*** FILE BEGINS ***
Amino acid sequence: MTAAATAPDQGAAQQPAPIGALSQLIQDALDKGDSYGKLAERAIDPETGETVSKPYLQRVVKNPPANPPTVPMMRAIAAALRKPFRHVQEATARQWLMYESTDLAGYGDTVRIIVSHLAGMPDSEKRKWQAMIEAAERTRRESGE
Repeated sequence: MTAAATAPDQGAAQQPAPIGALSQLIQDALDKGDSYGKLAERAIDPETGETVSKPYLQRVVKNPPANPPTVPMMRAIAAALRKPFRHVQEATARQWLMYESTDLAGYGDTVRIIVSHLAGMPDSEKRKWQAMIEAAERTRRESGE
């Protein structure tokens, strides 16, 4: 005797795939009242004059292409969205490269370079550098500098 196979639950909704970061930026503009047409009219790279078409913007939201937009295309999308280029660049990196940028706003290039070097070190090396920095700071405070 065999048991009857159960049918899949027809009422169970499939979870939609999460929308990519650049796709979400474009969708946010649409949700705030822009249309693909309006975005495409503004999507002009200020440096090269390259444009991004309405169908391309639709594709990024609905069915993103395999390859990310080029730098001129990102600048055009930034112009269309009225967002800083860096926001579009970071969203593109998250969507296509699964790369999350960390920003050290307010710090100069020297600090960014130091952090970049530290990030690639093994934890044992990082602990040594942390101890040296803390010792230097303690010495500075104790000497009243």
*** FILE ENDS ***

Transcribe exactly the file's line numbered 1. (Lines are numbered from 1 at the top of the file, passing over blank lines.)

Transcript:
Amino acid sequence: MTAAATAPDQGAAQQPAPIGALSQLIQDALDKGDSYGKLAERAIDPETGETVSKPYLQRVVKNPPANPPTVPMMRAIAAALRKPFRHVQEATARQWLMYESTDLAGYGDTVRIIVSHLAGMPDSEKRKWQAMIEAAERTRRESGE